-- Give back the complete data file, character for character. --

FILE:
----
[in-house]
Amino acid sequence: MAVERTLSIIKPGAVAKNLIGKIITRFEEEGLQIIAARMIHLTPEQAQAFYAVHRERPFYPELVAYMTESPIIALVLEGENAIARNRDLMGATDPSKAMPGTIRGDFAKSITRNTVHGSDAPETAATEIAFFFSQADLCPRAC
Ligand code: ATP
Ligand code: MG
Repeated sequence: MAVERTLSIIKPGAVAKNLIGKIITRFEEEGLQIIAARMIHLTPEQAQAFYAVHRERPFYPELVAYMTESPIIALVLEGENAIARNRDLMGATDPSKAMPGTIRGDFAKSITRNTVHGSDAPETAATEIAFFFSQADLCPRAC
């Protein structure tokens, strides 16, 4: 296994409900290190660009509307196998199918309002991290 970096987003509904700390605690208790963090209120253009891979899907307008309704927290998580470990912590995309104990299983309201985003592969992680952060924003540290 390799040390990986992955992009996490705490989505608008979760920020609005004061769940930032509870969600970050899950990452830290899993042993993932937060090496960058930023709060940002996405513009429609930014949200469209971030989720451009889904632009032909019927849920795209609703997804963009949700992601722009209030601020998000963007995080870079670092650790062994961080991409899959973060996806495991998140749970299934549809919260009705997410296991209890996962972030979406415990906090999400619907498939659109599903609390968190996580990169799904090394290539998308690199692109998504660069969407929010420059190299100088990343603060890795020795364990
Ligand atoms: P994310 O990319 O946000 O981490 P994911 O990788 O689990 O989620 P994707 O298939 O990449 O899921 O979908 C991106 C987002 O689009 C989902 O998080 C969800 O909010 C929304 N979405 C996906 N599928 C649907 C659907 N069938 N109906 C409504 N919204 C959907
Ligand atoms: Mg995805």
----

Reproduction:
[in-house]
Amino acid sequence: MAVERTLSIIKPGAVAKNLIGKIITRFEEEGLQIIAARMIHLTPEQAQAFYAVHRERPFYPELVAYMTESPIIALVLEGENAIARNRDLMGATDPSKAMPGTIRGDFAKSITRNTVHGSDAPETAATEIAFFFSQADLCPRAC
Ligand code: ATP
Ligand code: MG
Repeated sequence: MAVERTLSIIKPGAVAKNLIGKIITRFEEEGLQIIAARMIHLTPEQAQAFYAVHRERPFYPELVAYMTESPIIALVLEGENAIARNRDLMGATDPSKAMPGTIRGDFAKSITRNTVHGSDAPETAATEIAFFFSQADLCPRAC
């Protein structure tokens, strides 16, 4: 296994409900290190660009509307196998199918309002991290 970096987003509904700390605690208790963090209120253009891979899907307008309704927290998580470990912590995309104990299983309201985003592969992680952060924003540290 390799040390990986992955992009996490705490989505608008979760920020609005004061769940930032509870969600970050899950990452830290899993042993993932937060090496960058930023709060940002996405513009429609930014949200469209971030989720451009889904632009032909019927849920795209609703997804963009949700992601722009209030601020998000963007995080870079670092650790062994961080991409899959973060996806495991998140749970299934549809919260009705997410296991209890996962972030979406415990906090999400619907498939659109599903609390968190996580990169799904090394290539998308690199692109998504660069969407929010420059190299100088990343603060890795020795364990
Ligand atoms: P994310 O990319 O946000 O981490 P994911 O990788 O689990 O989620 P994707 O298939 O990449 O899921 O979908 C991106 C987002 O689009 C989902 O998080 C969800 O909010 C929304 N979405 C996906 N599928 C649907 C659907 N069938 N109906 C409504 N919204 C959907
Ligand atoms: Mg995805």